Ukrainian literature in translation

Following on from my recent post about new English-language acquisitions relating to modern Ukrainian history, I wanted to highlight a small sample of our holdings of modern Ukrainian literature in translation. (Click on the titles below to be taken to the record in iDiscover.)

One author whose works have gradually made their way into English translation is Oksana Zabuzhko, who has won a number of awards, including the Shevchenko National Prize. Her output spans novels, short stories, poetry, and non-fiction; we have recently acquired both her short story collection Your Ad Could Go Here and her Selected Poems, both of which appeared in English for the first time in 2020, and both of which are the work of multiple translators.

The stories in Your Ad Could Go Here deal with the Euromaidan protests and the war with Russia since 2014. Other literary responses to the conflict include Lyuba Yakimchuk’s book of poetry, Apricots of Donbas; Volodymyr Rafeyenko’s novel Mondegreen : Songs About Death and Love; and Oleg Sentsov’s short story collection, Life Went on Anyway. Each author has been personally affected by the war: Lyuba Yakimchuk’s parents and sister were forced to flee their home in the Luhansk region when it was occupied by Russian-backed militants; Volodymyr Rafeyenko moved from his native Donetsk to near Kyiv at the outbreak of war; and Oleg Sentsov was arrested on terrorism charges in Crimea in 2014 and sentenced to 20 years’ imprisonment (he was released in a prisoner swap in 2019).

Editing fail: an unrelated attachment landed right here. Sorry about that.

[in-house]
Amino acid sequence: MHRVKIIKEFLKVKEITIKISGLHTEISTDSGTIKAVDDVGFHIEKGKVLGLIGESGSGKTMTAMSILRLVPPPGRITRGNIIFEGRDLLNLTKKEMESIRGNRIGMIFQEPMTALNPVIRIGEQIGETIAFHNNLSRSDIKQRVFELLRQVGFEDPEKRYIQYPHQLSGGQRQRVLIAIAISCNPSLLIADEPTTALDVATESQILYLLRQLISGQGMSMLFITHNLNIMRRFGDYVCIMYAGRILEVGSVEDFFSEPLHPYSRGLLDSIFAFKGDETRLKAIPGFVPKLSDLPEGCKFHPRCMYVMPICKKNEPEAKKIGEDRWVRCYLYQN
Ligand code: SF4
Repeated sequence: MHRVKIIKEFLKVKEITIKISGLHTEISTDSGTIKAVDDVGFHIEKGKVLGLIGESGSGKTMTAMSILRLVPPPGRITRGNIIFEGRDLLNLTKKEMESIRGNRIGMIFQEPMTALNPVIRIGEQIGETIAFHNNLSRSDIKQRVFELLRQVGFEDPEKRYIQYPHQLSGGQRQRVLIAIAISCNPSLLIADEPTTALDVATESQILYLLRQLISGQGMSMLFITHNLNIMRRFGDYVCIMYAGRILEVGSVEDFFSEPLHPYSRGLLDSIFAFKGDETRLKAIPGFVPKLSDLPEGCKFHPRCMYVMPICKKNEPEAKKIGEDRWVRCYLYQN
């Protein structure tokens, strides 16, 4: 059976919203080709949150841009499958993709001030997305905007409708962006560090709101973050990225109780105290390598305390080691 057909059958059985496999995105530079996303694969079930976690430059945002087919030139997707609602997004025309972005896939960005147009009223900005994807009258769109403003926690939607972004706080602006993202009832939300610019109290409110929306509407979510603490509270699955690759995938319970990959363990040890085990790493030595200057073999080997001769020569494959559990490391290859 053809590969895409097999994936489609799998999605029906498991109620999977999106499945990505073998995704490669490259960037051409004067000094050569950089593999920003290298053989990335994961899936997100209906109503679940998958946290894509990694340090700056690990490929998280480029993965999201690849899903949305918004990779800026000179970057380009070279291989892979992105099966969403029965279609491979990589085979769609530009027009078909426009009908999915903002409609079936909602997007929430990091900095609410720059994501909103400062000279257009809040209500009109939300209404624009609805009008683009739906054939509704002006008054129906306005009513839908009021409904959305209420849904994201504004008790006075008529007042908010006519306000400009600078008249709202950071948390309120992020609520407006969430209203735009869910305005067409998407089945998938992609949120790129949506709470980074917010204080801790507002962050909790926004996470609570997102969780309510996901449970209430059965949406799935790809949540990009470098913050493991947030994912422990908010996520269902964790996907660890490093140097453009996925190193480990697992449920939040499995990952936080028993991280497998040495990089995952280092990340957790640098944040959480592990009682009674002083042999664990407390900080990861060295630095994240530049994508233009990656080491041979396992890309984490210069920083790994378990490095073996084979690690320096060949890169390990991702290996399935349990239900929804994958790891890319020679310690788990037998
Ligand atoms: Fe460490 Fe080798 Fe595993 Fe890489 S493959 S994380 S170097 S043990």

Another writer whose works we hold in translation is Yuri Andrukhovych. Like Oksana Zabuzhko, he does not restrict himself to a single literary format; we have recently acquired My Final Territory (a selection of essays: in the introduction he writes that essays are his favourite genre), and his Songs for a Dead Rooster. The latter is a book of poetry, published as part of Lost Horse Press’s Contemporary Ukrainian Poetry series, of which the library holds the complete set: other titles include Mykola Vorobiov’s Mountain and Flower and Natalka Bilotserkivets’s Eccentric Days of Hope and Sorrow, both collections spanning several decades of work.

A final title to mention is a work of literary reportage, Olesya Yaremchuk’s Our Others: Stories of Ukrainian Diversity: “an award-winning exploration of both the histories and personal stories of fourteen ethnic minority groups living within the boundaries of present-day Ukraine: Czechs and Slovaks, Meskhetian Turks, Swedes, Romanians, Hungarians, Roma, Jews, ‘Liptaks’, Gagauzes, Germans, Vlachs, Poles, Crimean Tatars, and Armenians” (from the publisher’s description).

If you have any questions, or if you would like to recommend more Ukrainian works of literature in translation, please do get in touch with the English Collections team (engcc@lib.cam.ac.uk).

Rebecca Gower

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